Posted by: JustaComment | Dec 5, 2006 9:31:15 AM

God...Morons, WoW, EQ and all of those MMORPG's are not like online gambling, you are not playing with real money. Let me break this down for you, It is like when you got chocolate coins for easter when you were a kid, it's not real money, therefore, it will not be taxed. I really hope this is satire...

This is why our forefathers gave us the right to bear Arms, come to Texas with this kind of crap, and we'll be shooting tax collectors left and right.

Posted by: Johnny Mac | Dec 5, 2006 9:27:02 AM

While it's true that current EULA's state that all in game items and articles are the sole property of the developer, they also have the right to ammend these EULA's at any time. That point is moot.

As of now, you technically have to report the money made from the sale of these assets as non-employment income anyway. Just because the IRS can't track it at the moment doesn't mean it's not income.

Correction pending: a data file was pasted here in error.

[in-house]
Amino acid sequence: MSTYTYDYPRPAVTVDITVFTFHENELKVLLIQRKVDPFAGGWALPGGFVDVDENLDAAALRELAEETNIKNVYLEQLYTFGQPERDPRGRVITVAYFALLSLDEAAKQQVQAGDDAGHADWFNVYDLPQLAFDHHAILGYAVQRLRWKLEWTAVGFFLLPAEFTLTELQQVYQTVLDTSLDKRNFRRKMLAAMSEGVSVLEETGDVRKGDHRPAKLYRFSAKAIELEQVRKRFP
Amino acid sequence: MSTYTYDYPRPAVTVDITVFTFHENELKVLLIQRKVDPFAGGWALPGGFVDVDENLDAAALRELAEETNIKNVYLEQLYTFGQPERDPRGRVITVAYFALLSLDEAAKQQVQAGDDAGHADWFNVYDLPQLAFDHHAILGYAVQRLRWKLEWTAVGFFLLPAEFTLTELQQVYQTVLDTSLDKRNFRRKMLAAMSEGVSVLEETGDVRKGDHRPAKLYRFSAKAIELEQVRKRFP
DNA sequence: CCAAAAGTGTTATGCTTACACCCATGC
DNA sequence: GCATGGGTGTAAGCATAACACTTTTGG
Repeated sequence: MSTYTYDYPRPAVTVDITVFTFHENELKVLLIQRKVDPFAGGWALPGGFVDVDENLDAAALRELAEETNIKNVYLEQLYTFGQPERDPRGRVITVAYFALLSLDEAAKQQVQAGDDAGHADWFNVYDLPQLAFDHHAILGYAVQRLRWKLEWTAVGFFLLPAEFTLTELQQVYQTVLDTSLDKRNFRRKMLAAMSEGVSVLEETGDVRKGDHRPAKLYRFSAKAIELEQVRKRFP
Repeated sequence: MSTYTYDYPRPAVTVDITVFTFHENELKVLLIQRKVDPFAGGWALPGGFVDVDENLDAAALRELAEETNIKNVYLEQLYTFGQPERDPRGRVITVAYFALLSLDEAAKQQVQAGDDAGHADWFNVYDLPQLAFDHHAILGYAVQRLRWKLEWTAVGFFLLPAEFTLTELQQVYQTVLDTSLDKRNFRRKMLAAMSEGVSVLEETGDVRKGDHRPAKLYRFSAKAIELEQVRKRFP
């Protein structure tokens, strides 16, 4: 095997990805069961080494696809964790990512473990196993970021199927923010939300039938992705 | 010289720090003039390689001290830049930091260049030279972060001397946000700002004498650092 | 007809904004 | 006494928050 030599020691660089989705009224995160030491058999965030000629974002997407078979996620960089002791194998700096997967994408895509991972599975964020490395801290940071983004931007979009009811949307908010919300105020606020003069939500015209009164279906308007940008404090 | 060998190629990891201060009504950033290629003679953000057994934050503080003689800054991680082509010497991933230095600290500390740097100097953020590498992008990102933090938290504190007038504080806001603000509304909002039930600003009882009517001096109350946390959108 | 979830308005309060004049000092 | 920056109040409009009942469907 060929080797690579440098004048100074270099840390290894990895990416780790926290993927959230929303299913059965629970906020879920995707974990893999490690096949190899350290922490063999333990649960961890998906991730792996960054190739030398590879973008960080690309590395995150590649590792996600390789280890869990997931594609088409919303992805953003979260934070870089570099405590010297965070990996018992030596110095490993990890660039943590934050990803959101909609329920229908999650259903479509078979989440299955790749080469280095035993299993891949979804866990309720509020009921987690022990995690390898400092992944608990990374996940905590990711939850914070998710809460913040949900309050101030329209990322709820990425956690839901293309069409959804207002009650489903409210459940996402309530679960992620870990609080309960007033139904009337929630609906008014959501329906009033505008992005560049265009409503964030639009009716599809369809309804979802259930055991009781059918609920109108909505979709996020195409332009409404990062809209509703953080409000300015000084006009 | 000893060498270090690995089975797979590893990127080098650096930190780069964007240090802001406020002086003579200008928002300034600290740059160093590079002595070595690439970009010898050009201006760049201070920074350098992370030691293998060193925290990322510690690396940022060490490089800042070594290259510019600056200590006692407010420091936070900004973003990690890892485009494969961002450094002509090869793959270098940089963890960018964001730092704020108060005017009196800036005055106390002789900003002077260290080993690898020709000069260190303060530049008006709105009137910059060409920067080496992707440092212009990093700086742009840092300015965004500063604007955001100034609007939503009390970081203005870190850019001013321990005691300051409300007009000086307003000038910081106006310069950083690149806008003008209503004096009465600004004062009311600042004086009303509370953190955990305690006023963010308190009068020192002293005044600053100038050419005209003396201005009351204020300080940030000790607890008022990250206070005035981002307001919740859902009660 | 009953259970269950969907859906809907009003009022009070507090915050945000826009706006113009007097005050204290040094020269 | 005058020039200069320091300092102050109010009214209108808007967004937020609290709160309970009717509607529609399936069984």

While I highly doubt we'll see a day where you get taxed on selling rat tails and griffon feathers for an in game profit, I assure you there will be a crackdown on taxation the moment you convert said virtual currency into real-world currency. You're already taxable on that money. It's just a matter of enforcing it.

Posted by: Slye | Dec 5, 2006 9:18:28 AM

Except for the fact that millions of dollars of sales a year go on involving this currency. What is the difference between 10 million dollars on the internet and 10 million dollars in real gold at your feet? Its for all intents and purposes equal - so why not apply tax law?